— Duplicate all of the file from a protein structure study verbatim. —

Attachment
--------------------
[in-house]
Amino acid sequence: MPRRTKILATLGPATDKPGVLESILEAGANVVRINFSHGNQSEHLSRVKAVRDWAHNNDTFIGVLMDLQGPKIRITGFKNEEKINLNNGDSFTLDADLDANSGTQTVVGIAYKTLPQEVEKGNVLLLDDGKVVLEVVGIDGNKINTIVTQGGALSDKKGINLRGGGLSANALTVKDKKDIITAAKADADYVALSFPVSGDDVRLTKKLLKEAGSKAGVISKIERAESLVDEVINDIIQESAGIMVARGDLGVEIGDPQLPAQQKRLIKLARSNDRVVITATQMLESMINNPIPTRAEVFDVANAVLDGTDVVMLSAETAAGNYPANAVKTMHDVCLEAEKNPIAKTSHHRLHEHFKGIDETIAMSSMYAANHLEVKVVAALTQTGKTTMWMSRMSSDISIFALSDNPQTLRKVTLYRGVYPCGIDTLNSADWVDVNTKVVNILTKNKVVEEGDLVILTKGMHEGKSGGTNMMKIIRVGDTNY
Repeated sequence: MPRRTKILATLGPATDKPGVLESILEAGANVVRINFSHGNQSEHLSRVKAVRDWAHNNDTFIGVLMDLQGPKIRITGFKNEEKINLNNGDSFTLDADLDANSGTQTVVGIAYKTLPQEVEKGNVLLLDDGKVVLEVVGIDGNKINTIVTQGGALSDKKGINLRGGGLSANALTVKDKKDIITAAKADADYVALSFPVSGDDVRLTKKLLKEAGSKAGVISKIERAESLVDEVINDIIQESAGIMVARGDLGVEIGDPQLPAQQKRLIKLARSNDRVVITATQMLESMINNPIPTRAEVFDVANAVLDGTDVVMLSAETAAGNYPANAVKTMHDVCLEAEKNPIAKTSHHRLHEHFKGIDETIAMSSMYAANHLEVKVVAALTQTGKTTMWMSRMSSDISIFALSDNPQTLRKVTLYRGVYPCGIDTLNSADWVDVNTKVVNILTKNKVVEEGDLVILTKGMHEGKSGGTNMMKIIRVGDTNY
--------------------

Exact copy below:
[in-house]
Amino acid sequence: MPRRTKILATLGPATDKPGVLESILEAGANVVRINFSHGNQSEHLSRVKAVRDWAHNNDTFIGVLMDLQGPKIRITGFKNEEKINLNNGDSFTLDADLDANSGTQTVVGIAYKTLPQEVEKGNVLLLDDGKVVLEVVGIDGNKINTIVTQGGALSDKKGINLRGGGLSANALTVKDKKDIITAAKADADYVALSFPVSGDDVRLTKKLLKEAGSKAGVISKIERAESLVDEVINDIIQESAGIMVARGDLGVEIGDPQLPAQQKRLIKLARSNDRVVITATQMLESMINNPIPTRAEVFDVANAVLDGTDVVMLSAETAAGNYPANAVKTMHDVCLEAEKNPIAKTSHHRLHEHFKGIDETIAMSSMYAANHLEVKVVAALTQTGKTTMWMSRMSSDISIFALSDNPQTLRKVTLYRGVYPCGIDTLNSADWVDVNTKVVNILTKNKVVEEGDLVILTKGMHEGKSGGTNMMKIIRVGDTNY
Repeated sequence: MPRRTKILATLGPATDKPGVLESILEAGANVVRINFSHGNQSEHLSRVKAVRDWAHNNDTFIGVLMDLQGPKIRITGFKNEEKINLNNGDSFTLDADLDANSGTQTVVGIAYKTLPQEVEKGNVLLLDDGKVVLEVVGIDGNKINTIVTQGGALSDKKGINLRGGGLSANALTVKDKKDIITAAKADADYVALSFPVSGDDVRLTKKLLKEAGSKAGVISKIERAESLVDEVINDIIQESAGIMVARGDLGVEIGDPQLPAQQKRLIKLARSNDRVVITATQMLESMINNPIPTRAEVFDVANAVLDGTDVVMLSAETAAGNYPANAVKTMHDVCLEAEKNPIAKTSHHRLHEHFKGIDETIAMSSMYAANHLEVKVVAALTQTGKTTMWMSRMSSDISIFALSDNPQTLRKVTLYRGVYPCGIDTLNSADWVDVNTKVVNILTKNKVVEEGDLVILTKGMHEGKSGGTNMMKIIRVGDTNY